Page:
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'Disenchanted': Princesses in Their Own Words

04/07/2015 08:42 pm ET | Updated Jun 07, 2015

This isn't your child's Cinderella story.

Disenchanted turns the classic Disney children's stories on their heads, bringing the characters of Snow White, Sleeping Beauty, Cinderella, and others to the front of the stage for a vaudevillian evening of songs, dance, and laughs. They never quite become "vaude-villains," but they definitely push the envelope on tastefulness and stretch your imagination to the max.

Six princesses in total ask the audience to see beyond the fairy-tale endings we cherish, and to see the stories going on behind the fairy dust. Snow White, played by Michelle Knight, is the queen of ceremonies, shining in the spotlight and propelling your vision of her well beyond the sweetness commonly attached to her. One by one, she helps tear down stereotypes, cliches, and assumptions about what we perceive about these characters and their associative stories; the show is less a retelling of the classics and more a satirical tribute to women's liberation and literature.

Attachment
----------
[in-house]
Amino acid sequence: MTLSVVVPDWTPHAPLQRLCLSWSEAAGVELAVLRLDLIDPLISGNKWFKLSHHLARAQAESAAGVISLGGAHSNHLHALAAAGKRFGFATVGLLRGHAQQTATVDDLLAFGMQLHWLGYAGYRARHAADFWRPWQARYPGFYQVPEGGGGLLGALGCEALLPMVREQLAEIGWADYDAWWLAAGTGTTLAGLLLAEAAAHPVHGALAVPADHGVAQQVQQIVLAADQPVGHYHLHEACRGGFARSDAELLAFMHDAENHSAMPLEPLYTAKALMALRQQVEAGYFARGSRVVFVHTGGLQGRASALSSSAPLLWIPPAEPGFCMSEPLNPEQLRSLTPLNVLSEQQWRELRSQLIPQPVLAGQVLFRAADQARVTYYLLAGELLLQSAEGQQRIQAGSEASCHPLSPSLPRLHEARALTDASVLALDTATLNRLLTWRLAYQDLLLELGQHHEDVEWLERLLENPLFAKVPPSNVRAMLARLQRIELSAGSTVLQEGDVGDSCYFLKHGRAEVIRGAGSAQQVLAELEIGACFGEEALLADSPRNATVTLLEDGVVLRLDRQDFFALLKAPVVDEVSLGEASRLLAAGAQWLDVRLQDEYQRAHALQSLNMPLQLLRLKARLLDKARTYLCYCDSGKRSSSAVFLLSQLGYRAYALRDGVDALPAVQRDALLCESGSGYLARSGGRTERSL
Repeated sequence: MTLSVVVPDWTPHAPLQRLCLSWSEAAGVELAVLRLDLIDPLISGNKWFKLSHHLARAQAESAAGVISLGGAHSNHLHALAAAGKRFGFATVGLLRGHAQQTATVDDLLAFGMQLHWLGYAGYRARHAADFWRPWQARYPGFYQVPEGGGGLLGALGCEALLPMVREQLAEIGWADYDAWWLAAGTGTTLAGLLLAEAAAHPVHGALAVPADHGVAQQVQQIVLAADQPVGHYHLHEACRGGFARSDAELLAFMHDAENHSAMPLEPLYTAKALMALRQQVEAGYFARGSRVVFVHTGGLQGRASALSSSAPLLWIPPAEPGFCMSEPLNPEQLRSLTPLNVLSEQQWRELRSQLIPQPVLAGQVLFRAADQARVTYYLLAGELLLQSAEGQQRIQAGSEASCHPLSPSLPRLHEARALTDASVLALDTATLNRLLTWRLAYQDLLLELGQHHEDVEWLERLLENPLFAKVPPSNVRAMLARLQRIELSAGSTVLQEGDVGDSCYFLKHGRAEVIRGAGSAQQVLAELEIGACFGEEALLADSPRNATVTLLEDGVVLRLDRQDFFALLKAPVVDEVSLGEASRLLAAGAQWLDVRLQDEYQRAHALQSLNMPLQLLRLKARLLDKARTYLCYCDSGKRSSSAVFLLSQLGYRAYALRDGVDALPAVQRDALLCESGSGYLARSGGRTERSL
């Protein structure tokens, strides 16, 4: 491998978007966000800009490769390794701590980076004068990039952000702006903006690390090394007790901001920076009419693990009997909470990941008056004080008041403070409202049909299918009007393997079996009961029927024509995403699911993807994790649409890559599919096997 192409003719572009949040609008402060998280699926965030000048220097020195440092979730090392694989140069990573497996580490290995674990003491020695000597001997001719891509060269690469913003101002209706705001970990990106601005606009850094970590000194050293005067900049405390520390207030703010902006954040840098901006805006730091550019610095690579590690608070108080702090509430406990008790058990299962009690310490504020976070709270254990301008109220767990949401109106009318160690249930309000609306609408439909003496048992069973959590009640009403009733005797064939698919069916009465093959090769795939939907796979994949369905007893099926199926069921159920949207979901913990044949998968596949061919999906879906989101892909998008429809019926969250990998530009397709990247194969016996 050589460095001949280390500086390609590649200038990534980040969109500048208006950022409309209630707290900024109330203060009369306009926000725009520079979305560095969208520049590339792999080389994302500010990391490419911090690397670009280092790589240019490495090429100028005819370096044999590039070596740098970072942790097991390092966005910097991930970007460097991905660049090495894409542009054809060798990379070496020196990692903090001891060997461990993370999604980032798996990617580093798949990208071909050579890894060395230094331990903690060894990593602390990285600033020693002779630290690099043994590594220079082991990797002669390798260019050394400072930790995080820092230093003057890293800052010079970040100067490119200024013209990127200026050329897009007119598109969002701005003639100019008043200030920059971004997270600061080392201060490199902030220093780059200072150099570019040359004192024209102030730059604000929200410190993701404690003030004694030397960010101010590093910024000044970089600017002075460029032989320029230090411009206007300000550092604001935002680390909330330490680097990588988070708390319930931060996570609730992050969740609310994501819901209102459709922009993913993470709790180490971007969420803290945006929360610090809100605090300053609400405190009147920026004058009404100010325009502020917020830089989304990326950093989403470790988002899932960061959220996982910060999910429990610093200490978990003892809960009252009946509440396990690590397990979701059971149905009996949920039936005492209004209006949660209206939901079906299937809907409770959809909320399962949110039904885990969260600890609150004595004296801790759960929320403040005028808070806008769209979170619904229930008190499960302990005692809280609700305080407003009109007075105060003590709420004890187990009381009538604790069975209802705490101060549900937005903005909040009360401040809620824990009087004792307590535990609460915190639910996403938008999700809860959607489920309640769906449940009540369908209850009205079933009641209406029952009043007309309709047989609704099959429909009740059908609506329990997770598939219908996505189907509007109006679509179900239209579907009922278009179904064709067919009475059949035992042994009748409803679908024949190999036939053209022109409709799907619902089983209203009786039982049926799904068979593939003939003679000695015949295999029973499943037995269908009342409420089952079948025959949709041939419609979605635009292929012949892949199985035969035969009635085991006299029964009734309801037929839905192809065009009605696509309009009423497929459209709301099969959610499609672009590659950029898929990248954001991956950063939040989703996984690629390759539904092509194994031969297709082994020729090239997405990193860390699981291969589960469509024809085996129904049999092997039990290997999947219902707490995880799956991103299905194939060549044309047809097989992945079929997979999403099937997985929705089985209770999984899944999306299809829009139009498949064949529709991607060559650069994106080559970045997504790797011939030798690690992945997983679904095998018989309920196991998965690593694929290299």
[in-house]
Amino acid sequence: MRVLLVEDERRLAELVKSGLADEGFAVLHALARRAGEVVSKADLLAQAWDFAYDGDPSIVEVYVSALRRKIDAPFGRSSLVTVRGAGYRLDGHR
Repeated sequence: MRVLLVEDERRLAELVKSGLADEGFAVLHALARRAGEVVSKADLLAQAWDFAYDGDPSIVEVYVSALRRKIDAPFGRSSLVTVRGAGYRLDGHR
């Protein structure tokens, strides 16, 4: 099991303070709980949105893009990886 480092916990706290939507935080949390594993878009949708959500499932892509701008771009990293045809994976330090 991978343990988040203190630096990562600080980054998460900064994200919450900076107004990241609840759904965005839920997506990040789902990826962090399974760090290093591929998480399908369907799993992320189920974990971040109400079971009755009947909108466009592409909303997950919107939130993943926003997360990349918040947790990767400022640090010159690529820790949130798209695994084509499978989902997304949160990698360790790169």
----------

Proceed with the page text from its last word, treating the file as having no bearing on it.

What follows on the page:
It's fun when it works and pays off. For instance, in a full-cast number "All I Wanna Do Is Eat" the women reflect on how much of a commitment comes with staying fit enough to be perceived of as a slender and desirable princess. This, among other successful and resonant tunes, rings true as a message for princesses and non-princesses alike. But some other songs miss the mark when they focus too heavily on undermining the stories themselves and to poke holes in -- and fun at -- wandering plot lines. "Finally," for one, a song about Disney's first black princess in The Princess and the Frog, never establishes itself as more than a one-note joke that drags on for too long.

All in all, the show is an innovation worth considering. Dennis T. Giancino injects a great deal of fun and humor into the book, music, and lyrics, but it's really the physical comedy of the starring cast that gets the biggest laughs. There are too many unexpected spots for sharp and strong facial expressions and silent commentary to count. These are what really bring the house down. Just when you think you've seen it all, they come back with a little bit more.

Disenchanted plays at the Westside Theatre.